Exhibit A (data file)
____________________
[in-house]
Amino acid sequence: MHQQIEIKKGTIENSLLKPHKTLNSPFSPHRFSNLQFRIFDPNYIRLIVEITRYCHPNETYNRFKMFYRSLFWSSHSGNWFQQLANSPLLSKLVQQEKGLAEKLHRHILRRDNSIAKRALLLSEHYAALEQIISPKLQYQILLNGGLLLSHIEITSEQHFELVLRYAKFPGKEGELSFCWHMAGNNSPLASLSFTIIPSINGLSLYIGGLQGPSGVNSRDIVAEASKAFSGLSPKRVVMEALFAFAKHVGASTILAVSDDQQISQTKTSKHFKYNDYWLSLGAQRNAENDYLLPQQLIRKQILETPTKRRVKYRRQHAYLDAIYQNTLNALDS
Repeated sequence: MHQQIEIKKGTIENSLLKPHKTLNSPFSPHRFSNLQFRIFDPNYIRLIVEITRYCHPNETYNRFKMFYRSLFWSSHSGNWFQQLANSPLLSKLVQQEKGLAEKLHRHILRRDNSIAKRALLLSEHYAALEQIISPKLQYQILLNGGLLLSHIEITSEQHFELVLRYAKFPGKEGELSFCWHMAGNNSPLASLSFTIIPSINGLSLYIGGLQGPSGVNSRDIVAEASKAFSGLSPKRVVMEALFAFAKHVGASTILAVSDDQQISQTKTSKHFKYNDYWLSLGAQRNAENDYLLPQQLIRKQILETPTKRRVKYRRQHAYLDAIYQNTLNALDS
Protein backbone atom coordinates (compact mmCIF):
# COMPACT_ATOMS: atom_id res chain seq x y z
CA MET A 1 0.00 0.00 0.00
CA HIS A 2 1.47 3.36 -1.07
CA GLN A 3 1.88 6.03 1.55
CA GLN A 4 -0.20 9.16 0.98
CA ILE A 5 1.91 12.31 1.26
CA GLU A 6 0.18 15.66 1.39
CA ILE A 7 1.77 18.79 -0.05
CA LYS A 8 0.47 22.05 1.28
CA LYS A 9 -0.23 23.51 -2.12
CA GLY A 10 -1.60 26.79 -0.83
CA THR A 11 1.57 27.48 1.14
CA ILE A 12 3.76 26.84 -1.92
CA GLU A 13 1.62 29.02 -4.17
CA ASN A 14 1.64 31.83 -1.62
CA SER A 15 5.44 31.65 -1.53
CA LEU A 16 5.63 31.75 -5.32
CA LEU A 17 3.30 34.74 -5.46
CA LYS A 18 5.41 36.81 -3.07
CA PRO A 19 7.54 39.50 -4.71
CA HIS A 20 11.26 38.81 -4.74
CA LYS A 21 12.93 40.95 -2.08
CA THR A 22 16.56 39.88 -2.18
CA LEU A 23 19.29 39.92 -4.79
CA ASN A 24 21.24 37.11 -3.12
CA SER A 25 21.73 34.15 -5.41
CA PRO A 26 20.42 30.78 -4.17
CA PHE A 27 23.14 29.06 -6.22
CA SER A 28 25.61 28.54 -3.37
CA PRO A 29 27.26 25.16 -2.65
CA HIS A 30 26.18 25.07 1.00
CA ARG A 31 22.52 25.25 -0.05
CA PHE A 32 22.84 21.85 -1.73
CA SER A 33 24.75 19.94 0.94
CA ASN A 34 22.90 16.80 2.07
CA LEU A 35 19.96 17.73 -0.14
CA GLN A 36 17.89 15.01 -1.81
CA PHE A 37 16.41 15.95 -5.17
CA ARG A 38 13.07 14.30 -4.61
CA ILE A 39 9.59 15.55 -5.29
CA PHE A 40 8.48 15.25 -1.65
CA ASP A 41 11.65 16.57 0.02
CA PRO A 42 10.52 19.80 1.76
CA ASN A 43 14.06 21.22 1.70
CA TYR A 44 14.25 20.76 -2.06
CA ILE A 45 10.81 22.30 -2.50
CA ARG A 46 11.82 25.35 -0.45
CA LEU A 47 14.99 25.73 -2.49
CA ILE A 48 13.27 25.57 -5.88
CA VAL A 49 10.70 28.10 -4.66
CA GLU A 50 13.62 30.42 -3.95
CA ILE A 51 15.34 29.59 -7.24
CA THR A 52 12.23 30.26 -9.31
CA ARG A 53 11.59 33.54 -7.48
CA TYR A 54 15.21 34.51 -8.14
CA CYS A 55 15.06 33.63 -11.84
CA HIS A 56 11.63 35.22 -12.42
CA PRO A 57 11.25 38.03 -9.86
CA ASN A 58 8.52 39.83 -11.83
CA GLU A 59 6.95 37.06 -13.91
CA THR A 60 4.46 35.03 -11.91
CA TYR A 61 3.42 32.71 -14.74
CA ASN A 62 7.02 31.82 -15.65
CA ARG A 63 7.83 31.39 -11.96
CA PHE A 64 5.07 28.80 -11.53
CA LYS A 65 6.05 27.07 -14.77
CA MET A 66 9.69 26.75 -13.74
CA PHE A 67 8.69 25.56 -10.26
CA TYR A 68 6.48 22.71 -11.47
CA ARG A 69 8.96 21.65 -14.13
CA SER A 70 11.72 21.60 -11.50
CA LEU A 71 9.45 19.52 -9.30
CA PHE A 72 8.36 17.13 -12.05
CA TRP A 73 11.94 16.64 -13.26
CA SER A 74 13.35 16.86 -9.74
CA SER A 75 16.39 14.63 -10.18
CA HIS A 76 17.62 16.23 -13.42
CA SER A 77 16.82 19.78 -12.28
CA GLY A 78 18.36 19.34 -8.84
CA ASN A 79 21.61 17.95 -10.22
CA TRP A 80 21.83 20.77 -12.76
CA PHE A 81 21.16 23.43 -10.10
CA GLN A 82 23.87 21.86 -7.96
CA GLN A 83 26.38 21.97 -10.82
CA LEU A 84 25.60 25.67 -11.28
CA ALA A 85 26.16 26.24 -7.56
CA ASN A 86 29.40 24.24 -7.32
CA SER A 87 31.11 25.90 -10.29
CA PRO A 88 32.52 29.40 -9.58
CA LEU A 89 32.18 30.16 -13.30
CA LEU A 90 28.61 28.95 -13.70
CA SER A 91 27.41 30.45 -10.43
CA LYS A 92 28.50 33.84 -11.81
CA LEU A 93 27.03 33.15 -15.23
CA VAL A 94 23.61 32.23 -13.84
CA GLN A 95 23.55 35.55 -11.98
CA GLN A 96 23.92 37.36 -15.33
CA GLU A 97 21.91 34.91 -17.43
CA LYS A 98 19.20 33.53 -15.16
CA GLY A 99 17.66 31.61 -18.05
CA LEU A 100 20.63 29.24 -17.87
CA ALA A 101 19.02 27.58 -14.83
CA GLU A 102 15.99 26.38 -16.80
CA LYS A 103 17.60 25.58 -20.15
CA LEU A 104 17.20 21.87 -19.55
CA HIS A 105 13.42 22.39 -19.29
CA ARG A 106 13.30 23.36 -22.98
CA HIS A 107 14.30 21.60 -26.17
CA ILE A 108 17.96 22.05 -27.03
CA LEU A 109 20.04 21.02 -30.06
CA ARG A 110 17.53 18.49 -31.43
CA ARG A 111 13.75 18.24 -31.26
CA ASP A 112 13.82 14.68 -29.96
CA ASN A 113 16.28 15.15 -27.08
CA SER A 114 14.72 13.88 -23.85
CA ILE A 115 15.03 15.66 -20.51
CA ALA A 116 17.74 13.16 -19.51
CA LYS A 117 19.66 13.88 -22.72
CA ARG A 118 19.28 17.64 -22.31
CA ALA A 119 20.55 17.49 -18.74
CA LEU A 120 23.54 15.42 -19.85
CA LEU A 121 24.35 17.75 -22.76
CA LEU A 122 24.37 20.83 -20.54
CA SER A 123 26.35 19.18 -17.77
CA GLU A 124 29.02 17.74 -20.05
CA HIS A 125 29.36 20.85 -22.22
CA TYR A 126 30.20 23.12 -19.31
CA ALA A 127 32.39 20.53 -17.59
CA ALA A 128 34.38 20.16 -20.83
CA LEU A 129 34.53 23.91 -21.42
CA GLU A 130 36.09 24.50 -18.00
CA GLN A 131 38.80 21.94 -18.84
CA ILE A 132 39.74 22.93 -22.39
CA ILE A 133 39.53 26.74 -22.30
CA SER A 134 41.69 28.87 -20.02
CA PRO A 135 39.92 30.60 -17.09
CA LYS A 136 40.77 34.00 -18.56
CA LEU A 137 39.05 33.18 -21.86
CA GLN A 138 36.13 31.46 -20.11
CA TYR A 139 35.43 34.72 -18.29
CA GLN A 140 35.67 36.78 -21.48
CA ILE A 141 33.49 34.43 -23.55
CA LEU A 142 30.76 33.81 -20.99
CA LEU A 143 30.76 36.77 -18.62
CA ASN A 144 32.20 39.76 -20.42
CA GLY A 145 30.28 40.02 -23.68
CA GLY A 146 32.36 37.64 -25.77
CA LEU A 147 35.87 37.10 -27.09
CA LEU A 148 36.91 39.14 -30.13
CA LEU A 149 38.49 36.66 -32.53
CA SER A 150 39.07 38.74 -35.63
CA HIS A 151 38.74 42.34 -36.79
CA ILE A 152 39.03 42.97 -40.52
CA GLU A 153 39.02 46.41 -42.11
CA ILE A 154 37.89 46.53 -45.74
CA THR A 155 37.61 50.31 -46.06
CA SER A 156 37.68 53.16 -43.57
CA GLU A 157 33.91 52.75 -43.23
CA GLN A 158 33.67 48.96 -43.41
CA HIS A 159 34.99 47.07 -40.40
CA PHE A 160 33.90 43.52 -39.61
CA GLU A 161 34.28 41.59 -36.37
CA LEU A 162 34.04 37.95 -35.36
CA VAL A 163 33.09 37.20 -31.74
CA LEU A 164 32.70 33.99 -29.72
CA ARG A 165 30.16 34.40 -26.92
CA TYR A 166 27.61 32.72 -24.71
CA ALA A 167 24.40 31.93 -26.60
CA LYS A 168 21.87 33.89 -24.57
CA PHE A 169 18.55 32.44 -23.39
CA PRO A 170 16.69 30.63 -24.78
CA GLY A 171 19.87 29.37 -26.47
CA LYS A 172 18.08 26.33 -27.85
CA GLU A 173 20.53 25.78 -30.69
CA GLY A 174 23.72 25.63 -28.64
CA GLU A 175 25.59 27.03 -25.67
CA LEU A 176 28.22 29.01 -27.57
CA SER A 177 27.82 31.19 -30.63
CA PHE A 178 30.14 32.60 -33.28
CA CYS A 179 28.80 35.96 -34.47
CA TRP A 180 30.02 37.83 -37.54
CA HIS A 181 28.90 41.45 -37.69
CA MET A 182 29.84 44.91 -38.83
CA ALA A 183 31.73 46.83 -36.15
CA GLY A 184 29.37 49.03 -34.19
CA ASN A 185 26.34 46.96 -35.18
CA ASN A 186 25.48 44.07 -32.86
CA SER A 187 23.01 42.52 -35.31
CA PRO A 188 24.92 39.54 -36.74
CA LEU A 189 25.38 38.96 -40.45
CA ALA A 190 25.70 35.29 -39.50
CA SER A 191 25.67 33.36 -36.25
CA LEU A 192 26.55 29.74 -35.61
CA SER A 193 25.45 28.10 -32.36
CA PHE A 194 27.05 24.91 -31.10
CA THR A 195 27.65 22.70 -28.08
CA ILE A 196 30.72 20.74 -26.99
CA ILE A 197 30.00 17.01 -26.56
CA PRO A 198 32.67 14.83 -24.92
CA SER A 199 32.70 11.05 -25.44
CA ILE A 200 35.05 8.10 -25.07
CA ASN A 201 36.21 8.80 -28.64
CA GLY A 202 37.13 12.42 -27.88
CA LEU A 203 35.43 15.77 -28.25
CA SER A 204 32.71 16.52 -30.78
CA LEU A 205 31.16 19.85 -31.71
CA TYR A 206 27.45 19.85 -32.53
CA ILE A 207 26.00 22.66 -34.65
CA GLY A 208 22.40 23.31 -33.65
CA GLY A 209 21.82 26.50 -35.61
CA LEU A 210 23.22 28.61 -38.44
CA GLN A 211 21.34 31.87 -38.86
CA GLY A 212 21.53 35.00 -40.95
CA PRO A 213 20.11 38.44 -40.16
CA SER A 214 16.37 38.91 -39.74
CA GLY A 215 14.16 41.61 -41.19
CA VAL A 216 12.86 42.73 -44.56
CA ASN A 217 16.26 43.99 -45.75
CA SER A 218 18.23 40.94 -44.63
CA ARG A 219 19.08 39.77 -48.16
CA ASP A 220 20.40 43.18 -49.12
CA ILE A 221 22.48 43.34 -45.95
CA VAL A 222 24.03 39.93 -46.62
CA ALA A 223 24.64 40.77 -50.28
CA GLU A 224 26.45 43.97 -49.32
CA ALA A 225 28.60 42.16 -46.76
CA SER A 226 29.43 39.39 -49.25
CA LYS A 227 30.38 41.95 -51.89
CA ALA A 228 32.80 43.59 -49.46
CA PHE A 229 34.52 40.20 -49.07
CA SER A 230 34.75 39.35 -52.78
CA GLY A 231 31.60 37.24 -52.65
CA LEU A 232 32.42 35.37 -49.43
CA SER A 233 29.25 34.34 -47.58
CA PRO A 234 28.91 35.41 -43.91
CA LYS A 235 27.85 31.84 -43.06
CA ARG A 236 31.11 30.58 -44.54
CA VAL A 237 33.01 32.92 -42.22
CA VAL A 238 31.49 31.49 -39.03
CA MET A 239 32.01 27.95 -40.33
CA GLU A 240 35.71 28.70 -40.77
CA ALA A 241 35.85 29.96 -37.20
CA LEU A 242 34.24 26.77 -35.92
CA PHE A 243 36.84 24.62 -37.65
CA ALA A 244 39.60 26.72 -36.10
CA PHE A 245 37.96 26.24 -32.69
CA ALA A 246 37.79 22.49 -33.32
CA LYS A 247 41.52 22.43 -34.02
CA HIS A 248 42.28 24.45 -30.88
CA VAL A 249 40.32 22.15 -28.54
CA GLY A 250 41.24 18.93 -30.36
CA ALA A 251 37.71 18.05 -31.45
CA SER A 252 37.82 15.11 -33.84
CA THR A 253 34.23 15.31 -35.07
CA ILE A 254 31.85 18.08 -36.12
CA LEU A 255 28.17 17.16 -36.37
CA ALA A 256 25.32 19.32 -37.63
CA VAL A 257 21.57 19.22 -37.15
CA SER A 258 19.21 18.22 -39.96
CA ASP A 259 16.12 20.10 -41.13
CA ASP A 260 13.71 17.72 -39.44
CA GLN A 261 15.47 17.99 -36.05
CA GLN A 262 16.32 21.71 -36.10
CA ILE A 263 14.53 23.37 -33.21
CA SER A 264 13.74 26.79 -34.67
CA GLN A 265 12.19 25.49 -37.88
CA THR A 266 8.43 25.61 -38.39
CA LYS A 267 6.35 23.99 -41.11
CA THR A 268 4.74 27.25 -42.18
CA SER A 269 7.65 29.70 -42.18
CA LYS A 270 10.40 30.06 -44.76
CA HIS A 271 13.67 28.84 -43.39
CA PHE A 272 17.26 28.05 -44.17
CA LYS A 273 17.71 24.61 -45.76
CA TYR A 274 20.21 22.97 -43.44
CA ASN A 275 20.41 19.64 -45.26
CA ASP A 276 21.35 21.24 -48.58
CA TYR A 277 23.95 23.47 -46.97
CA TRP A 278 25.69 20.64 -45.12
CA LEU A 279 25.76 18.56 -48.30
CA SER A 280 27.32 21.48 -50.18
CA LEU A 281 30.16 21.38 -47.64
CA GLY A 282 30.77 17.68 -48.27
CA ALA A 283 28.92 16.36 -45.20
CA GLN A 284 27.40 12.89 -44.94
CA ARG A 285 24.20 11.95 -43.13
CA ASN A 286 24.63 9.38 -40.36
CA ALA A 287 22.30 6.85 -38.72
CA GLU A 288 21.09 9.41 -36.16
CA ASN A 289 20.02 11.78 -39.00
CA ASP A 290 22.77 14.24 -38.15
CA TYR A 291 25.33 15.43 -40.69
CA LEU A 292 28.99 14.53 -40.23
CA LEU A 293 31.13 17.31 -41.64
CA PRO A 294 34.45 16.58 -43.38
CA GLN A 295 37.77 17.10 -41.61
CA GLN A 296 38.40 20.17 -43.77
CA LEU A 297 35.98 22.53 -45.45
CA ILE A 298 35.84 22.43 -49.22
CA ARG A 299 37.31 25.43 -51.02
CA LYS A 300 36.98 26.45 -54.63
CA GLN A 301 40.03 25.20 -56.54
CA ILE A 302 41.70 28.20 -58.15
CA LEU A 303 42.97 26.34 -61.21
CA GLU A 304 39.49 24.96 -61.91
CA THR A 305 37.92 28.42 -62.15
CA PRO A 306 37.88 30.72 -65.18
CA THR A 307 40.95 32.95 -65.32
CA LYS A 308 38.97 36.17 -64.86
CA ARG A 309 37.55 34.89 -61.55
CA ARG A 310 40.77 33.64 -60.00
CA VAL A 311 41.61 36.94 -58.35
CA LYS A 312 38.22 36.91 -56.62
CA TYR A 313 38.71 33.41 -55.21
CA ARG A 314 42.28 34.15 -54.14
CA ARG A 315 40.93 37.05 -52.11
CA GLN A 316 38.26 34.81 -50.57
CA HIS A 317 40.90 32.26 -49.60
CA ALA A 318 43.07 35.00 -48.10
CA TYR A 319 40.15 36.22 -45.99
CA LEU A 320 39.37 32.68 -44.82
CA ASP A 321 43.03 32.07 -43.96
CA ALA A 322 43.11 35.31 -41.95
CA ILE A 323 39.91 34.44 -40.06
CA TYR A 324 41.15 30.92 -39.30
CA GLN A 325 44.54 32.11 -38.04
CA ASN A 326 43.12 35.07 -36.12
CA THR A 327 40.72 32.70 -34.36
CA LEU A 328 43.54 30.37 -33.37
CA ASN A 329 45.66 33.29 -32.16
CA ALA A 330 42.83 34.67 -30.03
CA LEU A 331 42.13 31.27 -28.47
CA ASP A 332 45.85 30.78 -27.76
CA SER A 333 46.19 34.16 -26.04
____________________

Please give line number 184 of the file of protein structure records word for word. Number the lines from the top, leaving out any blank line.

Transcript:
CA CYS A 179 28.80 35.96 -34.47